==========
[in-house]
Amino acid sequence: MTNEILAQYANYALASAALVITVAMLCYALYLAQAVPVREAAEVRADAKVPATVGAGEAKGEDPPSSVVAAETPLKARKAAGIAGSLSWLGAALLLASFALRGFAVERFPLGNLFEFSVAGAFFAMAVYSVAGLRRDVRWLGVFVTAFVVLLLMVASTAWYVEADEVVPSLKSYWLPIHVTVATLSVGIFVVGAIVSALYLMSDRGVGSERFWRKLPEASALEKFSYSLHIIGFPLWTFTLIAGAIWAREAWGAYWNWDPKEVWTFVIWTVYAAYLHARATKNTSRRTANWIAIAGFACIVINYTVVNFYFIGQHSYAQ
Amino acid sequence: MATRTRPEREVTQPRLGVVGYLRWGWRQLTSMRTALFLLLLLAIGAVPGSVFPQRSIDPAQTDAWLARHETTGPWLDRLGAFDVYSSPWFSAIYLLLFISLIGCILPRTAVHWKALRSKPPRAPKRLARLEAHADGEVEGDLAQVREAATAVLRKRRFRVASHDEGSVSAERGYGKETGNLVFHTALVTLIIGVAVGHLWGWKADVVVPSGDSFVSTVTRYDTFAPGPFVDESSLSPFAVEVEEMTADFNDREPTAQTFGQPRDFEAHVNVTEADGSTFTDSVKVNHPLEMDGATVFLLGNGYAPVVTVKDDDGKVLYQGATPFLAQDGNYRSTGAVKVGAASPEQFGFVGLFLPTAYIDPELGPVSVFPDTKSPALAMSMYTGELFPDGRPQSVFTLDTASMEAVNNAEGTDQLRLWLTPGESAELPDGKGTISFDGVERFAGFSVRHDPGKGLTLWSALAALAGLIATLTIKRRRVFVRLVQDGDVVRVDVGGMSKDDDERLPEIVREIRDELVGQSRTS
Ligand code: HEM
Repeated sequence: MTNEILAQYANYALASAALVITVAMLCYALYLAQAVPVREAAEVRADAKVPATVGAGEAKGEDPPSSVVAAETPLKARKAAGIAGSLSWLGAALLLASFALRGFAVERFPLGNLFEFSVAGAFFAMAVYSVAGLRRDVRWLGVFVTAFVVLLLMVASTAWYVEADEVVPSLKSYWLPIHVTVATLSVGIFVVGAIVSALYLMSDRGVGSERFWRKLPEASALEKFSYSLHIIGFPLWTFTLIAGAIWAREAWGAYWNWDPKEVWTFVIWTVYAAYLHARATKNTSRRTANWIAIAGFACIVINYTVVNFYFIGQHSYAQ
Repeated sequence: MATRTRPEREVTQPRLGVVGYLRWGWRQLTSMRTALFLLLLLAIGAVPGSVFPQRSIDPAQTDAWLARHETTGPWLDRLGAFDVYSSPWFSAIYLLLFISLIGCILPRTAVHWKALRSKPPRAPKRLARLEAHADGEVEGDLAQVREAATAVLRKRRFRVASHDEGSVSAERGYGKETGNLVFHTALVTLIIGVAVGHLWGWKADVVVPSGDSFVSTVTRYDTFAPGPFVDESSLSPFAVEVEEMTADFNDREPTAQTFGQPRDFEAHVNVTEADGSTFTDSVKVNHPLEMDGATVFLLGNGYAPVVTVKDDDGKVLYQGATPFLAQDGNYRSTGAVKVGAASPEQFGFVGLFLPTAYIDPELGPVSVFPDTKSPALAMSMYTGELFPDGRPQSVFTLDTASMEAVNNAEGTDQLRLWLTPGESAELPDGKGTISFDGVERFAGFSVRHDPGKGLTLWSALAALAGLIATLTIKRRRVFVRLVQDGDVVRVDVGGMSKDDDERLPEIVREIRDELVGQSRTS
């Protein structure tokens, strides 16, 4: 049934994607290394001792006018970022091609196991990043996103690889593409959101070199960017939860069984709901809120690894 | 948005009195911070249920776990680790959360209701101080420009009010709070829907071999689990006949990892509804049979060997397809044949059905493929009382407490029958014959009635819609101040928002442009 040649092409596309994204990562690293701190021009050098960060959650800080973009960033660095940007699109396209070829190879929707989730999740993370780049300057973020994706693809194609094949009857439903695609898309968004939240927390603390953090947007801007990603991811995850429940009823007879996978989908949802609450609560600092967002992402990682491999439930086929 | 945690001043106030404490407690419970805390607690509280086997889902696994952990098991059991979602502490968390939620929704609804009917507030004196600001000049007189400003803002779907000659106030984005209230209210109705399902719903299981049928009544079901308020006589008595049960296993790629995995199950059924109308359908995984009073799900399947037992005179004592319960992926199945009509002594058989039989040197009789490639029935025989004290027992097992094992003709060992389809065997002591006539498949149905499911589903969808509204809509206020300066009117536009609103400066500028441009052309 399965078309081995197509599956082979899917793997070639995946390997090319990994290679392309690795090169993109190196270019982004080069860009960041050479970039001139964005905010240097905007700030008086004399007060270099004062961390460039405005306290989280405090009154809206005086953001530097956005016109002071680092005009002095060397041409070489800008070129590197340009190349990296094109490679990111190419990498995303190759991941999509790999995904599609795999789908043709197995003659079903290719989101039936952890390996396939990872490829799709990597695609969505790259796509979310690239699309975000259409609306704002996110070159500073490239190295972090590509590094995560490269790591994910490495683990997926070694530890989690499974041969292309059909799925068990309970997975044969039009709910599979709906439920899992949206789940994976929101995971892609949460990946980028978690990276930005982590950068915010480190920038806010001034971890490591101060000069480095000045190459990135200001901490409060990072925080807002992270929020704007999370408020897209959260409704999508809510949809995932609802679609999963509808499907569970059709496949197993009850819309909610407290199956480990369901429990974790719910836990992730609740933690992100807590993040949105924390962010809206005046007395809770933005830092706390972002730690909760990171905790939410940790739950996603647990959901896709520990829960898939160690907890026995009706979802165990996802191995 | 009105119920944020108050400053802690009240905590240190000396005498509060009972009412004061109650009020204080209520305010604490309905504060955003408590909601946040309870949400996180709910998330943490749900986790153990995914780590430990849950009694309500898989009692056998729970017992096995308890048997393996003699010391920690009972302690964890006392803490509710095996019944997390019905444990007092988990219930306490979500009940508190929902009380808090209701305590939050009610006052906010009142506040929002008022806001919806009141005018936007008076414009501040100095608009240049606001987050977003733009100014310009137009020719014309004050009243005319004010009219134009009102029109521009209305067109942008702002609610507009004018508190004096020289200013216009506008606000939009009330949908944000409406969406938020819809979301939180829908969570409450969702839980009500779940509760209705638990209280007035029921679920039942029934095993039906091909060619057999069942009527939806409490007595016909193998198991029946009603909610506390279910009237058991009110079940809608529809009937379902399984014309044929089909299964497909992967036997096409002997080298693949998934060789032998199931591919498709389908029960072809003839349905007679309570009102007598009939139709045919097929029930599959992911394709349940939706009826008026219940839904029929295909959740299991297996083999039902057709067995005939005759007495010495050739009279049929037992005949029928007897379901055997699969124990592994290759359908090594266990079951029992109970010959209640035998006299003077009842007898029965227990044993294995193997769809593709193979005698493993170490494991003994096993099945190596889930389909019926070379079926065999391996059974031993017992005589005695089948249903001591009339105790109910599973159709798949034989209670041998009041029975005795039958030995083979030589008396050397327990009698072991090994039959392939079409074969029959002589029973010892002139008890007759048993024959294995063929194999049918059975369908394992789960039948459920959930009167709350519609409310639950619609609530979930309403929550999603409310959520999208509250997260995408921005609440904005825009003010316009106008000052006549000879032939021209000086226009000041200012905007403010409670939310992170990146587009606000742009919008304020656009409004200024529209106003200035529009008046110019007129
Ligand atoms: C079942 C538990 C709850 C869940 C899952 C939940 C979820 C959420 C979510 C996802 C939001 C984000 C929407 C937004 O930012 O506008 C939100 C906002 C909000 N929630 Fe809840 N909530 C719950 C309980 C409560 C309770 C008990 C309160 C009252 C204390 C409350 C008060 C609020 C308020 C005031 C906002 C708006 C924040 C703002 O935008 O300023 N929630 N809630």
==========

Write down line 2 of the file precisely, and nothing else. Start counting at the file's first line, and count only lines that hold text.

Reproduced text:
Amino acid sequence: MTNEILAQYANYALASAALVITVAMLCYALYLAQAVPVREAAEVRADAKVPATVGAGEAKGEDPPSSVVAAETPLKARKAAGIAGSLSWLGAALLLASFALRGFAVERFPLGNLFEFSVAGAFFAMAVYSVAGLRRDVRWLGVFVTAFVVLLLMVASTAWYVEADEVVPSLKSYWLPIHVTVATLSVGIFVVGAIVSALYLMSDRGVGSERFWRKLPEASALEKFSYSLHIIGFPLWTFTLIAGAIWAREAWGAYWNWDPKEVWTFVIWTVYAAYLHARATKNTSRRTANWIAIAGFACIVINYTVVNFYFIGQHSYAQ